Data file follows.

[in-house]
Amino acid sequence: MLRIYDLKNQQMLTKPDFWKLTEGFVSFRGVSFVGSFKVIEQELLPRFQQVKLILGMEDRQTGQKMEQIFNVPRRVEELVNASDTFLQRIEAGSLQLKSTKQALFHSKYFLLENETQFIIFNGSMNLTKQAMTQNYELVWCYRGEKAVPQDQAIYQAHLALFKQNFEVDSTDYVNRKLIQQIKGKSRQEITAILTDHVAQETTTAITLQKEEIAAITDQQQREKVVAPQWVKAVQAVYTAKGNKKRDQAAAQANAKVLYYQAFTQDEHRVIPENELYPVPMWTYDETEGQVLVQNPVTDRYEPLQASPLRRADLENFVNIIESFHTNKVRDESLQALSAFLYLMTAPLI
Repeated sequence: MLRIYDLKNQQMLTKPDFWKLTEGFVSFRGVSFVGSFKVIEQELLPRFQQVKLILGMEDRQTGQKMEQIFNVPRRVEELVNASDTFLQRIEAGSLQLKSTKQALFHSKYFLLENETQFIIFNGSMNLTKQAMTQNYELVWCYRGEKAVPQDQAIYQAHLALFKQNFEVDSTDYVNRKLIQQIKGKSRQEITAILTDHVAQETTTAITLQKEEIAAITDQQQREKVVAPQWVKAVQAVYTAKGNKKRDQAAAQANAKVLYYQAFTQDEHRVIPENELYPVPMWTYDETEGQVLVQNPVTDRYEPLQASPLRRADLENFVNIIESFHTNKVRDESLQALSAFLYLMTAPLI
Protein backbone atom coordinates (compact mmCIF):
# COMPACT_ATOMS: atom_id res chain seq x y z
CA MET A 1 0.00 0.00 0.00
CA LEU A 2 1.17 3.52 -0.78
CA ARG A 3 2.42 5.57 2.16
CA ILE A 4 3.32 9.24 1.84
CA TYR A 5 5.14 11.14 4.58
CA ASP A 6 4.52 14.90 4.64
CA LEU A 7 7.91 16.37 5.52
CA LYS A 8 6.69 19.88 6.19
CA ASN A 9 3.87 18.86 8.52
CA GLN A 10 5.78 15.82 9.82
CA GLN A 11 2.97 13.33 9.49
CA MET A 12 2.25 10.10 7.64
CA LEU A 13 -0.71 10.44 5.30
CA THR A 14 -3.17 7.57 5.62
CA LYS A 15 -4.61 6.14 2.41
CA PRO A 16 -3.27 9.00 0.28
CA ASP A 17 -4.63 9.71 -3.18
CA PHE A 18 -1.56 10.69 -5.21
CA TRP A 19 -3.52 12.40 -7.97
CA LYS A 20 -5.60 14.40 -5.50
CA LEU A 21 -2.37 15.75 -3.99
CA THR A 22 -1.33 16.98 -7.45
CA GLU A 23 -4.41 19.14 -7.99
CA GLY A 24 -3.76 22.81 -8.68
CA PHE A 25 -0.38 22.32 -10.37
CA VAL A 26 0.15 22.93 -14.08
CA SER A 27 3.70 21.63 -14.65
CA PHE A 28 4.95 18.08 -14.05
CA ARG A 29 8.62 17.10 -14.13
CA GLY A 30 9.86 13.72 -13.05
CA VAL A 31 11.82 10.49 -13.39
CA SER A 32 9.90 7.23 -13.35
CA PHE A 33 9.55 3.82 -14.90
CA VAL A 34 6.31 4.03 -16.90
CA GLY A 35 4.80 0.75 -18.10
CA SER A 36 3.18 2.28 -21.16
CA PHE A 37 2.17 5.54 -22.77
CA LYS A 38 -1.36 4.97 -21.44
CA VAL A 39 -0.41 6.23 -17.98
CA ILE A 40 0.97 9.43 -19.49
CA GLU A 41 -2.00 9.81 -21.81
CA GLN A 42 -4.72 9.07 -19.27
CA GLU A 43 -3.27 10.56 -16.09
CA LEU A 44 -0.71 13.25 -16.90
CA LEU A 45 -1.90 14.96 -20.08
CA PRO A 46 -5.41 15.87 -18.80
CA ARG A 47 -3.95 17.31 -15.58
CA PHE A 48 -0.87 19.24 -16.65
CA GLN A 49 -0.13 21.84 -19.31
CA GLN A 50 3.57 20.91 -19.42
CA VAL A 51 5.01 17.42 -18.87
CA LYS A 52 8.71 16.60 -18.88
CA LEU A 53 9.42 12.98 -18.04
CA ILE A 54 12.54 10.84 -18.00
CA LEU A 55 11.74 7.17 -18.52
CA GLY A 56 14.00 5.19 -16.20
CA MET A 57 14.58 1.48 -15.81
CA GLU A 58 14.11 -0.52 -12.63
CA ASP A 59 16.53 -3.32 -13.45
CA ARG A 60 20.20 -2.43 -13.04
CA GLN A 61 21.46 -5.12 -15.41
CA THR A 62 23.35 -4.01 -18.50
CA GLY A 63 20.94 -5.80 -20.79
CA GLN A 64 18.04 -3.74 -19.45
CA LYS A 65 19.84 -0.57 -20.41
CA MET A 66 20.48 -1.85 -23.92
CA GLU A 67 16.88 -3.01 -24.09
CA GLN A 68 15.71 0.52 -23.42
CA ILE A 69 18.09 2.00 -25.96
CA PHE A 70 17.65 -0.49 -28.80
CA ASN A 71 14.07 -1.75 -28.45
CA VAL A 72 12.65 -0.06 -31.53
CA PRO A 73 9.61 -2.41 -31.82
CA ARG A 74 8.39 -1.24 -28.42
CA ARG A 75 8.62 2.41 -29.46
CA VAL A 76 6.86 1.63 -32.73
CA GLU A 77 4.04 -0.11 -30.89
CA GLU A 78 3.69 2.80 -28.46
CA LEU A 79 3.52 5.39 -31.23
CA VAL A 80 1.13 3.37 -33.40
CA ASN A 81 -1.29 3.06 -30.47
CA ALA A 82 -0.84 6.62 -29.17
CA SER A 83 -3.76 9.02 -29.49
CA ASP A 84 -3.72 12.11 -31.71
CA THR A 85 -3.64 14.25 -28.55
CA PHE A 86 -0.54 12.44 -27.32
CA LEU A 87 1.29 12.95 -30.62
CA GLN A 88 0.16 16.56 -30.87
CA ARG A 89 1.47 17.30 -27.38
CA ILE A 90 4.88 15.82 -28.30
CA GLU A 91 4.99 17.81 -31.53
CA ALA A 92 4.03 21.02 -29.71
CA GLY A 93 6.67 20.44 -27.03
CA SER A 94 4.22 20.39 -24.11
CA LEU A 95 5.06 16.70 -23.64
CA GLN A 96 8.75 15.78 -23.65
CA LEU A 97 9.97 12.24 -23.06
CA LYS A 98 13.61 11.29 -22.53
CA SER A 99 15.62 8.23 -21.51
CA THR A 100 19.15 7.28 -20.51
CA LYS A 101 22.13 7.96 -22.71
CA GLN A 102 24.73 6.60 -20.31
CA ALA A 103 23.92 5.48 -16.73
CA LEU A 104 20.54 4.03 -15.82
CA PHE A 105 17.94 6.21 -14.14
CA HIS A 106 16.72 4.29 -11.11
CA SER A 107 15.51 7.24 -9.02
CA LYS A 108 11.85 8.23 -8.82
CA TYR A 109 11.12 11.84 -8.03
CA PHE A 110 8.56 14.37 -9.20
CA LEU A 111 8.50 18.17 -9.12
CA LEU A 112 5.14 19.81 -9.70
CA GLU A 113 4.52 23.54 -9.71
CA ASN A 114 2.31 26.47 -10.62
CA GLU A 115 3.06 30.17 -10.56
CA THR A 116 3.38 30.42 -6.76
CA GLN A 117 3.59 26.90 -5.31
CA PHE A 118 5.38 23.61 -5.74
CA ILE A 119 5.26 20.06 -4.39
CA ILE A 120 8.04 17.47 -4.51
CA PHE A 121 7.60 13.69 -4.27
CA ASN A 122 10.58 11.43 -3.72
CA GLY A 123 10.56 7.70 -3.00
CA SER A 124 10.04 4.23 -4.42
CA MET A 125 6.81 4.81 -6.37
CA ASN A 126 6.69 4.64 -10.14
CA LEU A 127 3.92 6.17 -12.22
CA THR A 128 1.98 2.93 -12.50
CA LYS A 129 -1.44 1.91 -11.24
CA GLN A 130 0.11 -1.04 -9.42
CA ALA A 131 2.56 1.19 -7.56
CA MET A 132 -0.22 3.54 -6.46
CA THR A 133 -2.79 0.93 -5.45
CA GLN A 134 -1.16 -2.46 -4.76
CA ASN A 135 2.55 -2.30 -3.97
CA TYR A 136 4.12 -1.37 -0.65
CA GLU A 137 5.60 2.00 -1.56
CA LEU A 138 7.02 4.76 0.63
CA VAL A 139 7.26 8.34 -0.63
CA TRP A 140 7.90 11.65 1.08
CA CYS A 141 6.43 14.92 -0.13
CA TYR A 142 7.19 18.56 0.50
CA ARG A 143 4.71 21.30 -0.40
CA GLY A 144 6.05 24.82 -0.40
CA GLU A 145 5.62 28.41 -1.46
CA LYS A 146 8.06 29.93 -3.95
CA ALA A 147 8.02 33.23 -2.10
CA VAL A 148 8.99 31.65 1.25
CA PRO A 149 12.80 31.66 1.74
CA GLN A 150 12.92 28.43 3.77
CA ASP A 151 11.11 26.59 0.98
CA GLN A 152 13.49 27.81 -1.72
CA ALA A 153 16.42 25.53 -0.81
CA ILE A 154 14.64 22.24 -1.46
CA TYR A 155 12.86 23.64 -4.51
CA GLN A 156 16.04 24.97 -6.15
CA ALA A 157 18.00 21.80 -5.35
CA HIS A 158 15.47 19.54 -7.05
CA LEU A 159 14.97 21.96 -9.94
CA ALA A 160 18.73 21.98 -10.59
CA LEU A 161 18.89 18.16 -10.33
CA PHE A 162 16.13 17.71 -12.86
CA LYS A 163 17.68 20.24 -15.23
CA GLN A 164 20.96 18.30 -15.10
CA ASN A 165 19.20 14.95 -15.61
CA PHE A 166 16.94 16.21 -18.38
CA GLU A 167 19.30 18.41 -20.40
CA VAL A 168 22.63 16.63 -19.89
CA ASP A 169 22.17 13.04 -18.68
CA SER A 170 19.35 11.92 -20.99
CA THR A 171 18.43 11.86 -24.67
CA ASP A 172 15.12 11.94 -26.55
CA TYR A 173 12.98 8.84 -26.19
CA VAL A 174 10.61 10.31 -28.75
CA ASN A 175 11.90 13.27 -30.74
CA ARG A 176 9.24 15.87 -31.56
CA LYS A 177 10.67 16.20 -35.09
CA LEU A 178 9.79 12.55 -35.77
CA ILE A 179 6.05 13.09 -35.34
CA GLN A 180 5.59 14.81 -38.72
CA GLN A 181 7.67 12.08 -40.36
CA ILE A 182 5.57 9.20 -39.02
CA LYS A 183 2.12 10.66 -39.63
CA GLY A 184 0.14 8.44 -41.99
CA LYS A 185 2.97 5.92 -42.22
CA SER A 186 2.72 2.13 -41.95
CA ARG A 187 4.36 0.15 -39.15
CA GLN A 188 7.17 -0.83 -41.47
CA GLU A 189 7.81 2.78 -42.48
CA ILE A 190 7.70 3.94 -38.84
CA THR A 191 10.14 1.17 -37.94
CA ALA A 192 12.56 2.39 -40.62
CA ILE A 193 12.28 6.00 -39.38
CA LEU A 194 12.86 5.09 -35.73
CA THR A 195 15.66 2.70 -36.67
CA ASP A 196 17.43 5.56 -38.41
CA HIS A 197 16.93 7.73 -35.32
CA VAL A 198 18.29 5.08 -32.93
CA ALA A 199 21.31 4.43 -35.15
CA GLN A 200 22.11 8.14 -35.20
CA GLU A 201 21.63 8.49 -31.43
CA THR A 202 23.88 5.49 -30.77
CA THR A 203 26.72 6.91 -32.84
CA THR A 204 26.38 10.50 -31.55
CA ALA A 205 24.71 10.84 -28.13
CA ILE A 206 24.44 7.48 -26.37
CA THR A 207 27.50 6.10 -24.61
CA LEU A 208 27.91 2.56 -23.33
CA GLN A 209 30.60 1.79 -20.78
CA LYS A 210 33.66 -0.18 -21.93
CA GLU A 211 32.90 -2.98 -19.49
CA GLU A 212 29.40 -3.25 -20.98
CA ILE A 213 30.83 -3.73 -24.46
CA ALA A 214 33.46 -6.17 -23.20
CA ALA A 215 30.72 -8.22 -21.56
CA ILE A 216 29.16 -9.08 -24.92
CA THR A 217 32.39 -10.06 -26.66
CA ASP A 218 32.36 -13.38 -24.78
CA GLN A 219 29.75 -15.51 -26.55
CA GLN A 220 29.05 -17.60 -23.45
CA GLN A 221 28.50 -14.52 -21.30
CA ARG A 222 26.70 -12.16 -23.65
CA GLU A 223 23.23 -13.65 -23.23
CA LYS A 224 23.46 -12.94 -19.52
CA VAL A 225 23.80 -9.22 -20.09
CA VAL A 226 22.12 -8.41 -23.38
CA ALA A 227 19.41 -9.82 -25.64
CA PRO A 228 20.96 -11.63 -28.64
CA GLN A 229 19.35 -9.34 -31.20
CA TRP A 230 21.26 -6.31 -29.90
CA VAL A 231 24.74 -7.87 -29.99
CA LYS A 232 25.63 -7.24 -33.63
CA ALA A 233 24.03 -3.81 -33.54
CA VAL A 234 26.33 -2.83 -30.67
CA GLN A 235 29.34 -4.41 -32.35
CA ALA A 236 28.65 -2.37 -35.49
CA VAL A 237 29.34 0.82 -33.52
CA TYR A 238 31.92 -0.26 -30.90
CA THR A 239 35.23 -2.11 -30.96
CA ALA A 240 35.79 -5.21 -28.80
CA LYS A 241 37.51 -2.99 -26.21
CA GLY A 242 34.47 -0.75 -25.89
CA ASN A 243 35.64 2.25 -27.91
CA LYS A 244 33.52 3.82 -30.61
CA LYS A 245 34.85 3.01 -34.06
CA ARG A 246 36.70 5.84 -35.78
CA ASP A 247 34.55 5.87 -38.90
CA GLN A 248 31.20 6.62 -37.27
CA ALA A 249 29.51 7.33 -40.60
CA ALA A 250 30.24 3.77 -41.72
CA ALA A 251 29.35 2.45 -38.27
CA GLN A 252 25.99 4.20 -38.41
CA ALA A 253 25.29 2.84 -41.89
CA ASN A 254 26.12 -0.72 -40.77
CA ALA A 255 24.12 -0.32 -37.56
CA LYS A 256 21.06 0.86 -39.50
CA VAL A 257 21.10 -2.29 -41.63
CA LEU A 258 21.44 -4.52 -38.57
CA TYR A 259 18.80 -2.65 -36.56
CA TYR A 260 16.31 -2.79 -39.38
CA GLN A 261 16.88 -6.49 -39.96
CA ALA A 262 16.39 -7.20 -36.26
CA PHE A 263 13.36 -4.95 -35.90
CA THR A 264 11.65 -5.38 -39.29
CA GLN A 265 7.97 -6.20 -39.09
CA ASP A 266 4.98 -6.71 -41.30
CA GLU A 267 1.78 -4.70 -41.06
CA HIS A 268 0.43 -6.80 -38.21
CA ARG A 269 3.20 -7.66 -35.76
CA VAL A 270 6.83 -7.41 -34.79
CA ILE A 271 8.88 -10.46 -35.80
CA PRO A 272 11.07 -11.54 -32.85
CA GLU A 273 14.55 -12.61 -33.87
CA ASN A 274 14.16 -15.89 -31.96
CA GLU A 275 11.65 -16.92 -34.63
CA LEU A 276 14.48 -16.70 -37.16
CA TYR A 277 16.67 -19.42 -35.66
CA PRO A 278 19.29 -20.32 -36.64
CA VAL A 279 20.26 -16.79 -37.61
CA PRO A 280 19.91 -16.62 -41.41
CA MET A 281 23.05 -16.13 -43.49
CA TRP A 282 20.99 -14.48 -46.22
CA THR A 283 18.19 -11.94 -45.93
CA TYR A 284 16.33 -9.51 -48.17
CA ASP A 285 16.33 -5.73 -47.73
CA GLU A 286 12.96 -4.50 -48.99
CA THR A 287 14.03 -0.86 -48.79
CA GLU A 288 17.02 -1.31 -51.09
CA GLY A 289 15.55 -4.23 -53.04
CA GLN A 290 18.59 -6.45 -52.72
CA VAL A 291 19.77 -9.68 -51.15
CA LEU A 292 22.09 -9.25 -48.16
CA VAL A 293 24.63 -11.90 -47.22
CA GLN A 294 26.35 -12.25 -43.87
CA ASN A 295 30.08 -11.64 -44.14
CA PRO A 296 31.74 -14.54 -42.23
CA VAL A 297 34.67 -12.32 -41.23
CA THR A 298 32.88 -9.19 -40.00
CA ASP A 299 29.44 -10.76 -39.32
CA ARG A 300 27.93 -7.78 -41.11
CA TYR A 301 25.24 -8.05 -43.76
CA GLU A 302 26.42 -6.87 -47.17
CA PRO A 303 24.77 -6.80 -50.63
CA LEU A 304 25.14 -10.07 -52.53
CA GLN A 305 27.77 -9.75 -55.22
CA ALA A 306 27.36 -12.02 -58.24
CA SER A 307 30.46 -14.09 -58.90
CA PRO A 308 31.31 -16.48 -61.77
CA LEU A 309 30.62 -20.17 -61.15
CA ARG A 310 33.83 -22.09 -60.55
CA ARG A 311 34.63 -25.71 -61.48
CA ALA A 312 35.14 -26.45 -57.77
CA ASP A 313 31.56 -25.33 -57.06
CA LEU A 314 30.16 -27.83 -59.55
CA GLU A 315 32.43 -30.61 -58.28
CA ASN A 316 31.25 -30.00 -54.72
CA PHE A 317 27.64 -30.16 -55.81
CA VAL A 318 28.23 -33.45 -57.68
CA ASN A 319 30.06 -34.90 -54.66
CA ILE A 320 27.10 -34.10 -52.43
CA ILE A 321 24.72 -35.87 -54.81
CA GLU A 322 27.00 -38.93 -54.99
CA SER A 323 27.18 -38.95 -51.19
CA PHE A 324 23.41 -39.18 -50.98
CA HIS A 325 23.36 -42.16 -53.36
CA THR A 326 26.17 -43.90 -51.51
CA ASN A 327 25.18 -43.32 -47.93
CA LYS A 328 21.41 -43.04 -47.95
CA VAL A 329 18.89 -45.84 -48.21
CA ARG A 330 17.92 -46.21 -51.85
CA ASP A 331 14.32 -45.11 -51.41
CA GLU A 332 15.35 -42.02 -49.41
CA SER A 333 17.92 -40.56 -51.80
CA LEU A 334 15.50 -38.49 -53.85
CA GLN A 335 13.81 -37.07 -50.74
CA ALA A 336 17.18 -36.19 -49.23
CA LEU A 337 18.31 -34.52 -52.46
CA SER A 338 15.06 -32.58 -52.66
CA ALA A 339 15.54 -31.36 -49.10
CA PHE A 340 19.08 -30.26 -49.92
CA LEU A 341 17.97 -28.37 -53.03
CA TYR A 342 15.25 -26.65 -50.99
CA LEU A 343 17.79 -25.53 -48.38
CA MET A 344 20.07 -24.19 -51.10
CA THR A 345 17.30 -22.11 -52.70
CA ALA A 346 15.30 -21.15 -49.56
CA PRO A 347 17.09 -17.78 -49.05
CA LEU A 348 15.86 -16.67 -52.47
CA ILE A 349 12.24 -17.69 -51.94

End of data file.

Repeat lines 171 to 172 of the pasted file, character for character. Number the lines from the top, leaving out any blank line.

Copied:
CA PHE A 166 16.94 16.21 -18.38
CA GLU A 167 19.30 18.41 -20.40